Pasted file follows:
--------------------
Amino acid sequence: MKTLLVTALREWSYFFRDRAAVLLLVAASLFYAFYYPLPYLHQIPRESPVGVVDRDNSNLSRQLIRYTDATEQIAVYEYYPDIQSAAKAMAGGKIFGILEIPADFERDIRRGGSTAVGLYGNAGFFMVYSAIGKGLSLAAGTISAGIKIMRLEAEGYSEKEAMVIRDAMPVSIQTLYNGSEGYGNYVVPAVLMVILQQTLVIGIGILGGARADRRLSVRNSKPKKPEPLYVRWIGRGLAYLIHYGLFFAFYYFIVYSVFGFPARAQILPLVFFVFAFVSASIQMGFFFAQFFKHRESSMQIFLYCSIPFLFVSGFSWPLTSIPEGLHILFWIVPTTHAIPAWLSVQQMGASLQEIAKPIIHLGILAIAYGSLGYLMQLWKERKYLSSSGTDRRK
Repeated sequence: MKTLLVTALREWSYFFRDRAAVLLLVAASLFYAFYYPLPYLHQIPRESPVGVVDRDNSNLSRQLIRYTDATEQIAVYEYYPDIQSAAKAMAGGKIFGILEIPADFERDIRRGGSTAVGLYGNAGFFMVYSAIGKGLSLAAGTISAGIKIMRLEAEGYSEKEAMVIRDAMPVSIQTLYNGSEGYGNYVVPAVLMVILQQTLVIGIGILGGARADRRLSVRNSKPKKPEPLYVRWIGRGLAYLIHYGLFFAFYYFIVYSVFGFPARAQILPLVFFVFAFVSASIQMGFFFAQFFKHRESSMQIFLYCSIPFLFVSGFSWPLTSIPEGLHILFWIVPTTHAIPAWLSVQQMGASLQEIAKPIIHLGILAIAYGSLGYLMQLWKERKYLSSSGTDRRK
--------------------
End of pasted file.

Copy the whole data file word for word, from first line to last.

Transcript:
Amino acid sequence: MKTLLVTALREWSYFFRDRAAVLLLVAASLFYAFYYPLPYLHQIPRESPVGVVDRDNSNLSRQLIRYTDATEQIAVYEYYPDIQSAAKAMAGGKIFGILEIPADFERDIRRGGSTAVGLYGNAGFFMVYSAIGKGLSLAAGTISAGIKIMRLEAEGYSEKEAMVIRDAMPVSIQTLYNGSEGYGNYVVPAVLMVILQQTLVIGIGILGGARADRRLSVRNSKPKKPEPLYVRWIGRGLAYLIHYGLFFAFYYFIVYSVFGFPARAQILPLVFFVFAFVSASIQMGFFFAQFFKHRESSMQIFLYCSIPFLFVSGFSWPLTSIPEGLHILFWIVPTTHAIPAWLSVQQMGASLQEIAKPIIHLGILAIAYGSLGYLMQLWKERKYLSSSGTDRRK
Repeated sequence: MKTLLVTALREWSYFFRDRAAVLLLVAASLFYAFYYPLPYLHQIPRESPVGVVDRDNSNLSRQLIRYTDATEQIAVYEYYPDIQSAAKAMAGGKIFGILEIPADFERDIRRGGSTAVGLYGNAGFFMVYSAIGKGLSLAAGTISAGIKIMRLEAEGYSEKEAMVIRDAMPVSIQTLYNGSEGYGNYVVPAVLMVILQQTLVIGIGILGGARADRRLSVRNSKPKKPEPLYVRWIGRGLAYLIHYGLFFAFYYFIVYSVFGFPARAQILPLVFFVFAFVSASIQMGFFFAQFFKHRESSMQIFLYCSIPFLFVSGFSWPLTSIPEGLHILFWIVPTTHAIPAWLSVQQMGASLQEIAKPIIHLGILAIAYGSLGYLMQLWKERKYLSSSGTDRRK